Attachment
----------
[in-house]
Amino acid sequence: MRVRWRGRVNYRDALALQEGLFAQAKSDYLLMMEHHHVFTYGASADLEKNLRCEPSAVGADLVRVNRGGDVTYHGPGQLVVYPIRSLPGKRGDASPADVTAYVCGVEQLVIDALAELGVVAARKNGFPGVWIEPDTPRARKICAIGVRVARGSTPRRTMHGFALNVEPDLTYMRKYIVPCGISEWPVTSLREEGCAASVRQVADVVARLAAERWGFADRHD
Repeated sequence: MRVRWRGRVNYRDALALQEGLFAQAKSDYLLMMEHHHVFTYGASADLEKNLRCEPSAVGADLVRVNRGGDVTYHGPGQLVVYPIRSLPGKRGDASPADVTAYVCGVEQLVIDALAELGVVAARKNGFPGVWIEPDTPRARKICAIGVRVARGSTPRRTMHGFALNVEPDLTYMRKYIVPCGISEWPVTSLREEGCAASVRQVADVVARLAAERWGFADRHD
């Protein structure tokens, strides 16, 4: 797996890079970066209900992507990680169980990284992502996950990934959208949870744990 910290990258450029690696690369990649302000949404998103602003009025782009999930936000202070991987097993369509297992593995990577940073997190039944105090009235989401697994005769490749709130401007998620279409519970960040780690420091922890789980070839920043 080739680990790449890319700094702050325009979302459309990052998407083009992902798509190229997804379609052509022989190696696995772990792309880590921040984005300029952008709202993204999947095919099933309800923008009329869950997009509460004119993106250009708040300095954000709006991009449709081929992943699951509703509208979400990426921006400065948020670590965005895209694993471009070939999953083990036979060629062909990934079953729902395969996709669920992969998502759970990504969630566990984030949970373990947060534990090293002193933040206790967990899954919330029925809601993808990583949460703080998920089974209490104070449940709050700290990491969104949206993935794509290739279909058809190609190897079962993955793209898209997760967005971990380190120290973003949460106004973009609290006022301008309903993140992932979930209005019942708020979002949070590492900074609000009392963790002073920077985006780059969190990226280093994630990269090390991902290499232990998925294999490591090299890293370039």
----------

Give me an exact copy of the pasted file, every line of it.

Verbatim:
[in-house]
Amino acid sequence: MRVRWRGRVNYRDALALQEGLFAQAKSDYLLMMEHHHVFTYGASADLEKNLRCEPSAVGADLVRVNRGGDVTYHGPGQLVVYPIRSLPGKRGDASPADVTAYVCGVEQLVIDALAELGVVAARKNGFPGVWIEPDTPRARKICAIGVRVARGSTPRRTMHGFALNVEPDLTYMRKYIVPCGISEWPVTSLREEGCAASVRQVADVVARLAAERWGFADRHD
Repeated sequence: MRVRWRGRVNYRDALALQEGLFAQAKSDYLLMMEHHHVFTYGASADLEKNLRCEPSAVGADLVRVNRGGDVTYHGPGQLVVYPIRSLPGKRGDASPADVTAYVCGVEQLVIDALAELGVVAARKNGFPGVWIEPDTPRARKICAIGVRVARGSTPRRTMHGFALNVEPDLTYMRKYIVPCGISEWPVTSLREEGCAASVRQVADVVARLAAERWGFADRHD
């Protein structure tokens, strides 16, 4: 797996890079970066209900992507990680169980990284992502996950990934959208949870744990 910290990258450029690696690369990649302000949404998103602003009025782009999930936000202070991987097993369509297992593995990577940073997190039944105090009235989401697994005769490749709130401007998620279409519970960040780690420091922890789980070839920043 080739680990790449890319700094702050325009979302459309990052998407083009992902798509190229997804379609052509022989190696696995772990792309880590921040984005300029952008709202993204999947095919099933309800923008009329869950997009509460004119993106250009708040300095954000709006991009449709081929992943699951509703509208979400990426921006400065948020670590965005895209694993471009070939999953083990036979060629062909990934079953729902395969996709669920992969998502759970990504969630566990984030949970373990947060534990090293002193933040206790967990899954919330029925809601993808990583949460703080998920089974209490104070449940709050700290990491969104949206993935794509290739279909058809190609190897079962993955793209898209997760967005971990380190120290973003949460106004973009609290006022301008309903993140992932979930209005019942708020979002949070590492900074609000009392963790002073920077985006780059969190990226280093994630990269090390991902290499232990998925294999490591090299890293370039």